“It’s important people know that storytelling is in our DNA, and motorsports lends itself very well to storytelling,” Miller said as he, INDYCAR CEO Mark Miles and driver James Hinchcliffe made a snowy trek to the New York Stock Exchange to promote the deal on CNBC’s “Squawk on the Street.”

“We’ve had great success with the second half of the entire NASCAR season, and then we’ve had half of the IndyCar package [since 2009] … But we never had the real meat of the series and that didn’t set anybody up for success.

“Having the entire package of IndyCar now – all 17 races, qualifying, practice, you name it – really sets IndyCar on a strong path and solidifies NBC’s position as the home of motorsports. I think it becomes a property much like the Premier League, the NHL, and even the Olympics and the Triple Crown. We have 100 percent of the media opportunity and we can put all those great assets behind it.”

With the storm no doubt keeping some traders home, the floor of the NYSE was relatively subdued. But that made it no less important to be at the heart of Wall Street. Miles and his team are pursuing a new title sponsor for the IndyCar Series to replace Verizon, which will fully focus its efforts in the series with the powerhouse Team Penske going forward in 2019.

The new deal – which includes 8 races per year on the NBC network (with the remaining races going to NBCSN), live streaming of all races, and a direct-to-consumer package with NBC Sports Gold – gave Miles plenty to push for any potential backers. As for Hinchcliffe, he held his own nicely in an interview that also explored IndyCar’s global ambitions, the impact of technology on the sport, and of course, his spin around the ballroom on “Dancing with the Stars.”

On the ride back to 30 Rock, Miles was confident that NBC can play a big role in attracting a sponsor that can help the series keep growing.

“With respect to our work in finding the best title sponsor, it’s really important – and this has not been talked about much – but we expect to work with hand in glove with NBC’s sales,” he explained. “We have the opportunity to create packages which are both broadcast sponsorship and series sponsorship, I think, in a way that doesn’t come along very often.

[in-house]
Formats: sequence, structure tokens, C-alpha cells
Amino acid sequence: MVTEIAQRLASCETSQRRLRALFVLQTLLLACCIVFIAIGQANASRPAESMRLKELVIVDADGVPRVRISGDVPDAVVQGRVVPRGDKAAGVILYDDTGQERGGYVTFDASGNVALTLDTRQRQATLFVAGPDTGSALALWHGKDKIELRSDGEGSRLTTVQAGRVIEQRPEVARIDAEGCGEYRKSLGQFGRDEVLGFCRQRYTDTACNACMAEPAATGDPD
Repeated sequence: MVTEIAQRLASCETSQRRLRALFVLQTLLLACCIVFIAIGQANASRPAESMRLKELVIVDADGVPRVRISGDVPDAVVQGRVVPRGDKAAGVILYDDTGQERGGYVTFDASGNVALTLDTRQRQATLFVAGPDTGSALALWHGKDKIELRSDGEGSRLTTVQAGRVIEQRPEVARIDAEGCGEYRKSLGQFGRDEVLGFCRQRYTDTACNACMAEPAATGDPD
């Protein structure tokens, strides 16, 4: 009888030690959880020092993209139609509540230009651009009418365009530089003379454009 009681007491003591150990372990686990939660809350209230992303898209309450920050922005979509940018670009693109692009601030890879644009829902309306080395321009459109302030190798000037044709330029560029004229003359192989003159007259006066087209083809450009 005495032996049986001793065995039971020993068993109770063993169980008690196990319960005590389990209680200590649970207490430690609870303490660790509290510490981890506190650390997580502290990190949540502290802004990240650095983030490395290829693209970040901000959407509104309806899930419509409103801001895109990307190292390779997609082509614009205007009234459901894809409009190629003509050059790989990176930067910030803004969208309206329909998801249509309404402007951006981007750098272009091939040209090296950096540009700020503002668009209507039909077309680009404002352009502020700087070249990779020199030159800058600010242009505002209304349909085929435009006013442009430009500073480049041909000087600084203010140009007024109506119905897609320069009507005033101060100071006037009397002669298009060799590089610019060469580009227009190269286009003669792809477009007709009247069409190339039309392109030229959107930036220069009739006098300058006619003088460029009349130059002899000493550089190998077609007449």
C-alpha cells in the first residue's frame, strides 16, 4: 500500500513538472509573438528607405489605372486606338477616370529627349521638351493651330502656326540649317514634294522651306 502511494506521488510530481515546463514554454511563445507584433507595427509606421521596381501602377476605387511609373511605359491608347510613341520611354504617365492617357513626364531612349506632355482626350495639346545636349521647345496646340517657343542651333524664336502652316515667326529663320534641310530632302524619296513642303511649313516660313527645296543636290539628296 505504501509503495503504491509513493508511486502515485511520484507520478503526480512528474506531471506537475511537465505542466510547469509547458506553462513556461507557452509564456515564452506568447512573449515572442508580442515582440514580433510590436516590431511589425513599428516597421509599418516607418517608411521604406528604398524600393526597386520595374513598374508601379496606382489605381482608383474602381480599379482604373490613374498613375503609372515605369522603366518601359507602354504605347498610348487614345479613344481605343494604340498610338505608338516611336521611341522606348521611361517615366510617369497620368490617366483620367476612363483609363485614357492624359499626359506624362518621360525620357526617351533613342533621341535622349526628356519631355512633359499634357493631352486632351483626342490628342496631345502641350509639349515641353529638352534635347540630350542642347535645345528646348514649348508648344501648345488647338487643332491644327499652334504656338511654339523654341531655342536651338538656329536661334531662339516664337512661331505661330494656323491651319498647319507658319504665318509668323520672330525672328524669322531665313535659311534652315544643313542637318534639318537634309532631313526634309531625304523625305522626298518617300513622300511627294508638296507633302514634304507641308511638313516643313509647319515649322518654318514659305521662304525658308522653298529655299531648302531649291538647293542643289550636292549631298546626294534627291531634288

“Usually, the media deal and the sponsorship deal doesn’t align like this, so we’re really excited about the offering we’ll have and the approach to the market we can take.”

Should the partnership with NBC bear fruit on that front and others, it will only add to the upswing that the IndyCar Series has had in recent years.

Hinchcliffe has been a witness to that. He entered the series in 2011, when it was trying to find its footing after the sport’s reunification three years earlier. After 13 years of CART vs. the Indy Racing League, getting everything back under one roof was not a smooth process.

But fast-forward seven years, and things have changed for the better. TV ratings and digital viewers have gone up. Race scheduling has become more stable and enhanced with the return of traditional open-wheel markets. And this year’s debut of the universal aero kit aims to pump up the action on the track, while also giving the cars a cleaner, meaner look.

Now, with NBC all in, Hinchcliffe is bullish on his sport’s future.

“This is a game-changing thing for us,” he declared. “If you look at the last four or five years, we’ve seen a steady growth in pretty much every measureable metric that there is – in a time where, globally, motorsports is in a bit of a downturn.

“The fact that IndyCar was able to rally against a global dip in motorsports interest, attendance, sponsorship – it speaks volumes to what we have been doing and this is just gonna take us to that next level.”